The use of illicit drugs to self-medicate by people who have suffer depression, bipolar disorder, schizophrenia, mental illness of any other kind, childhood trauma or physical and emotional abuse is considered common, but certainly should not be seen as the only explanation for illicit drug use, where the pursuit of pleasure, relaxation, curiosity, peer pressure and rebellion are alternative factors.
Illicit drugs are illegal precisely because they are harmful and most often addictive, leading to many who
self-medicate for pain or mental health issues becoming addicted and unable to escape the harms these drugs inevitable cause.
The fact that the abuse and wrong use of prescription drugs still cause a tremendous amount of harm within our societies gives the lie to the assertion that it is the illegality of the illicit drugs which make them harmful. It is not uncommon for the abuse of prescription opiates to cause more deaths to users than the use of illegal opiates such as heroin or fentanyl. The fact that pharmaceutical drugs are of standardised dose, purity and strength does not in any way remove their harms when abused.
Cannabis is the most commonly abused drug for the sake of ‘self-medication’, given that the false excuse of self-mediation is most often used to cover for recreational use. It is notable that while many claim that cannabis is effective in alleviating a particular condition, the claims most often do not stand when subjected to clinical trials. US statistics, for instance, show how recreational users have been able to use medical cannabis availability for self-reported ‘chronic pain’ to feed their recreational use. For instance, 90% of medical cannabis patients in Arizona claim pain as their malady, while 4% use it for cancer.
[i] In Colorado, it is 94% for pain and 3% for cancer,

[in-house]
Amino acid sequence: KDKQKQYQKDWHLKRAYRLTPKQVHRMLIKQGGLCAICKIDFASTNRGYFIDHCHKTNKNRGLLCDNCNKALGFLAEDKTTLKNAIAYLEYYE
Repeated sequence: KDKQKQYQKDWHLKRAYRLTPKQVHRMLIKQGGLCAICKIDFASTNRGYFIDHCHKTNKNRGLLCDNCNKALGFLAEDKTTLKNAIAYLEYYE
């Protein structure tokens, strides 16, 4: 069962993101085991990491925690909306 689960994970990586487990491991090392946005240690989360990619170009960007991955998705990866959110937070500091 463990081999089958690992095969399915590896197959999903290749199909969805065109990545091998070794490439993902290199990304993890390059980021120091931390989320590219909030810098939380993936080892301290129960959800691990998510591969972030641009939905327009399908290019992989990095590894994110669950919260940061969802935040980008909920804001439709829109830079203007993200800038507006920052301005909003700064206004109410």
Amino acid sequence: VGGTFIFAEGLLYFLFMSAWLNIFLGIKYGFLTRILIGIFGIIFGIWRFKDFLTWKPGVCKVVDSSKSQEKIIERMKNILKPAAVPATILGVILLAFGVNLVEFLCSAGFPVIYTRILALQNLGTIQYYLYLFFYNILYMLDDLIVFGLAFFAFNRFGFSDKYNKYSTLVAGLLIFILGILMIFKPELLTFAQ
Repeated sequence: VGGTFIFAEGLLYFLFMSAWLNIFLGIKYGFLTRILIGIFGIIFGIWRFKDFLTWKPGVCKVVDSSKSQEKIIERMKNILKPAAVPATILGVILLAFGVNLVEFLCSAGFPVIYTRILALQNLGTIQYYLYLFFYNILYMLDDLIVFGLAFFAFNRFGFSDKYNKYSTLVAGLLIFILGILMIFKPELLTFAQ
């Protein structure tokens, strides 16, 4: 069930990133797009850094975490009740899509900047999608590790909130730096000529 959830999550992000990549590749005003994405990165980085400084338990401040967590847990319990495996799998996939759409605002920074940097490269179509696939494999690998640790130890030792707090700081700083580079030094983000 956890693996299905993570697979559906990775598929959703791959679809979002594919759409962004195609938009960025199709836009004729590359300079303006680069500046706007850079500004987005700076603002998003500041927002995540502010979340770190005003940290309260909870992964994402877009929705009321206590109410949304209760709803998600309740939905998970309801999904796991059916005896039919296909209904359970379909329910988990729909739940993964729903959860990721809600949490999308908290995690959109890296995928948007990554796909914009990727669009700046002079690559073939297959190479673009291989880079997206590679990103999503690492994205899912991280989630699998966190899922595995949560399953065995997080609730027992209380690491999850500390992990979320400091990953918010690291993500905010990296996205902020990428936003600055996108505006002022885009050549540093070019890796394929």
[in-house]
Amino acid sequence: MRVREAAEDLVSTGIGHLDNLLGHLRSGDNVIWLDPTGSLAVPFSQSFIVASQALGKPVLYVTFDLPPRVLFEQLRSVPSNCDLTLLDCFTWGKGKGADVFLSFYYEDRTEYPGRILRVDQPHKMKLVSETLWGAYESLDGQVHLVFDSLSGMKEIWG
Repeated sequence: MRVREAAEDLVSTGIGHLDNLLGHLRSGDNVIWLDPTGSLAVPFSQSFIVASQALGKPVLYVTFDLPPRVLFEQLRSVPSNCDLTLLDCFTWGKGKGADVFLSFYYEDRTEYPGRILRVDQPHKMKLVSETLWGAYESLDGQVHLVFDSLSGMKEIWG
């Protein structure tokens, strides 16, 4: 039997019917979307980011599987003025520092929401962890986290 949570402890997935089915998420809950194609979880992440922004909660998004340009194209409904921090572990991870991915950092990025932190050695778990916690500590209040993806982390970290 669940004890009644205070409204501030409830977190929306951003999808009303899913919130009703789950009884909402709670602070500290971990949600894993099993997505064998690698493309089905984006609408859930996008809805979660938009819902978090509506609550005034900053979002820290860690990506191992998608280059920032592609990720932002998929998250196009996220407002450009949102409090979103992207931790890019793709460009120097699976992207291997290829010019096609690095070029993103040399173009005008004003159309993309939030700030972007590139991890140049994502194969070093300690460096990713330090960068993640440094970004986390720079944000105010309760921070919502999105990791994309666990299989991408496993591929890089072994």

[ii] while in Oregon 94% claim to use it for pain.
[iii] Only 2% of patients across 7 US states in 2014 used cannabis for verifiable illnesses such as AIDS wasting or MS.
.[iv] It must be recognised that there are no laboratory tests for pain, which makes it a prime candidate for ruse and deception due to its subjective nature and the impossibility of objectively verifying or disproving it.
There are, in fact, well established profiles for patients of chronic pain across all Western countries, where patients are more predominantly women and those aged 60 and above. For instance, a 2001 study by Sydney University’s Pain Management Research Centre found 54% of patients were women, with men suffering in their sixties and women in their eighties.
[v] Yet the profile for medical cannabis pain patients in the USA is very different. A 2007 study of 4,000 medical cannabis patients in California found that their average age was 32, three quarters were male and 90% had started using cannabis while teenagers,
[vi] an identical age and gender profile to that of recreational users across the US.
[vii] This discordant profile means that medical cannabis in the various states of the US has mainly amounted to a quasi-legalisation strategy for recreational use of cannabis via subterfuge and ruse. Added to this, one of the largest reviews of 103 medicinal cannabis studies on use of the substance for chronic pain involving a total of almost 10,000 patients, found that cannabis has only mild analgesic properties and only useful as an adjunct to other forms of pain relief such as opiates.